Ann George

8 July 1799–12 July 1875 (Age 76)
Virginia, United States

The Life of Ann

When Ann George was born on 8 July 1799, in Virginia, United States, her father, Thomas George, was 39 and her mother, Betty Wrenn, was 39. She married Robert Arnold in 1824, in Kentucky, United States. They were the parents of at least 4 sons and 5 daughters. She lived in Jackson, Otter Creek Township, Ripley, Indiana, United States in 1850 and Jackson Township, Ripley, Indiana, United States for about 10 years. She died on 12 July 1875, in Ripley, Indiana, United States, at the age of 76, and was buried in Napoleon, Jackson Township, Ripley, Indiana, United States.

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Family Time Line

Robert Arnold
1789–1867
Ann George
1799–1875
Marriage: 1824
Elizabeth Frances Arnold
1825–1892
Thomas James Arnold
1827–
Spencer C. Arnold
1828–1907
Julie Ann Arnold
1830–
Robert Fulton Arnold
1834–1921
Joseph W Arnold
1836–
Polly or Mary G. Arnold
1839–1926
Martha Arnold
1843–
Sarah Arnold
1853–

Spouse and Children

MARRIAGE
1824
Kentucky, United States
children

(9)

+4 More Children

Parents and Siblings

siblings

(9)

+4 More Children

World Events (8)

1800 · Movement to Washington D.C.

Age 1

While the growth of the new nation was exponential, the United States didn’t have permanent location to house the Government. The First capital was temporary in New York City but by the second term of George Washington the Capital moved to Philadelphia for the following 10 years. Ultimately during the Presidency of John Adams, the Capital found a permanent home in the District of Columbia.
1812 · Monumental Church Built

Age 13

The Monumental Church was built between 1812-1814 on the sight where the Richmond Theatre fire had taken place. It is a monument to those that died in the fire.
1819 · Panic! of 1819

Age 20

With the Aftermath of the Napoleonic Wars the global market for trade was down. During this time, America had its first financial crisis and it lasted for only two years. 

Name Meaning

English, Welsh, French, South Indian, etc.: from the personal name George, Greek Geōrgios, from an adjectival form, geōrgios ‘rustic’, of geōrgos ‘farmer’. This became established as a personal name in classical times through its association with the fashion for pastoral poetry. Its popularity in western Europe increased at the time of the Crusades, which brought greater contact with the Orthodox Church, in which several saints and martyrs of this name are venerated, in particular a saint believed to have been martyred at Nicomedia in AD 303, who, however, is at best a shadowy figure historically. Nevertheless, by the end of the Middle Ages St. George had become associated with an unhistorical legend of dragon-slaying exploits, which caught the popular imagination throughout Europe, and he came to be considered the patron saint of England among other places. As an American family name, this has absorbed cognates from other European languages, including German Georg and Greek patronymics such as Georgiou, Georgiadis, Georgopoulos, and the status name Papageorgiou ‘priest George’. In Englishspeaking countries, this surname is also found as an Anglicized form of Greek surnames such as Hatzigeorgiou ‘George the Pilgrim’ and patronymics such as Giorgopoulos ‘son of George’. It is used as a given name among Christians in India, and in the U.S. has come to be used as a surname among families from southern India.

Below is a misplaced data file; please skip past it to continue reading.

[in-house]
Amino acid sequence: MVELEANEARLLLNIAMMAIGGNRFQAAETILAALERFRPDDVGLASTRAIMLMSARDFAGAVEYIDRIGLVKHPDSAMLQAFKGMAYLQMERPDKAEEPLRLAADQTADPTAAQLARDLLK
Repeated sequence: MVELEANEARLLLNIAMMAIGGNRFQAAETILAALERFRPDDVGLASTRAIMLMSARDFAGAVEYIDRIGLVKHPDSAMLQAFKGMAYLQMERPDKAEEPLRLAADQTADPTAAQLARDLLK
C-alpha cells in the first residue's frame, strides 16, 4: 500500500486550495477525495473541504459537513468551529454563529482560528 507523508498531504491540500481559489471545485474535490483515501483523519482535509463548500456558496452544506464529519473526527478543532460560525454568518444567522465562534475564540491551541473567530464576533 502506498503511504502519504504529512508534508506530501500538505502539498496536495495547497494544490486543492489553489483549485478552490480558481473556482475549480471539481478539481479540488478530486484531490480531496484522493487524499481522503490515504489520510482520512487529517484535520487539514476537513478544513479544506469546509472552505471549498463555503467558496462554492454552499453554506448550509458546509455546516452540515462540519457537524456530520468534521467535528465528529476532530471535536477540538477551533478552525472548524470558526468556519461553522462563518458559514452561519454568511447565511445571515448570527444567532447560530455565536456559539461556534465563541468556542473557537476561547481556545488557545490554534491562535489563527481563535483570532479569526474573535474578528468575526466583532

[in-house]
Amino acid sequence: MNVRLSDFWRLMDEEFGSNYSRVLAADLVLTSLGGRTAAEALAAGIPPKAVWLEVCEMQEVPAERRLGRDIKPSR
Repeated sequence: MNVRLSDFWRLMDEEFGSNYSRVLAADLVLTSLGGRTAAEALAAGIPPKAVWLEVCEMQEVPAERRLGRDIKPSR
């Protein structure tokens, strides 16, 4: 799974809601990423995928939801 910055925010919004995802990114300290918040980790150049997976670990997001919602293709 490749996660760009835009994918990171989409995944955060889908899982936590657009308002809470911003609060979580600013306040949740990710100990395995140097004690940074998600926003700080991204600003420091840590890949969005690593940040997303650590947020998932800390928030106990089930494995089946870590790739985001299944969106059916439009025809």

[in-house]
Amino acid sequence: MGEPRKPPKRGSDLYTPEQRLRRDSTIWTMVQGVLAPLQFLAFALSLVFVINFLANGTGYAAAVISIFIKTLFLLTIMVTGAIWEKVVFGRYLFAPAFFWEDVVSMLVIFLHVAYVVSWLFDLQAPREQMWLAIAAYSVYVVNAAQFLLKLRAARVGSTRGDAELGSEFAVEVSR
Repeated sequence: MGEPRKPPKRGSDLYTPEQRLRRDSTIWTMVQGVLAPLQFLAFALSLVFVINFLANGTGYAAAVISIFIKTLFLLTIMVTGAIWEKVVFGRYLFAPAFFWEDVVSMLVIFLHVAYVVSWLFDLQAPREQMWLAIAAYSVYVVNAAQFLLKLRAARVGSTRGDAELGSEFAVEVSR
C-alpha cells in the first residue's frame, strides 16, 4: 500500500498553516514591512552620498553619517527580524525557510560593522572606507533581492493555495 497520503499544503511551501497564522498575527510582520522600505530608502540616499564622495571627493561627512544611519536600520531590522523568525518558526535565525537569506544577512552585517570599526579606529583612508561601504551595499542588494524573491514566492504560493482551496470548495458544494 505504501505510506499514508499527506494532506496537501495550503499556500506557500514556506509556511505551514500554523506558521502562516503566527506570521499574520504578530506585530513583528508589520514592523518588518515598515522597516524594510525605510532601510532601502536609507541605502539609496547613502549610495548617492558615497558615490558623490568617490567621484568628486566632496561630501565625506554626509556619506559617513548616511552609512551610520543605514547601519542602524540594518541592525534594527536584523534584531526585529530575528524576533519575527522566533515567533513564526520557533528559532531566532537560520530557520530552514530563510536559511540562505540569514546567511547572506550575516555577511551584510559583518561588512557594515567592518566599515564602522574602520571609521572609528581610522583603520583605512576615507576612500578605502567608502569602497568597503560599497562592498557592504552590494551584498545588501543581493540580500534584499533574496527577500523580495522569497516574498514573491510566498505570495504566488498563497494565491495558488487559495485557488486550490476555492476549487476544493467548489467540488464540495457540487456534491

Dictionary of American Family Names © Patrick Hanks 2003, 2006.

Possible Related Names

Sources (3)

  • Ann Arnold, "United States Census, 1870"
  • Ann Arnold in household of Robert Arnold, "United States Census, 1860"
  • Ann Arnold in household of Robert Arnold, "United States Census, 1850"

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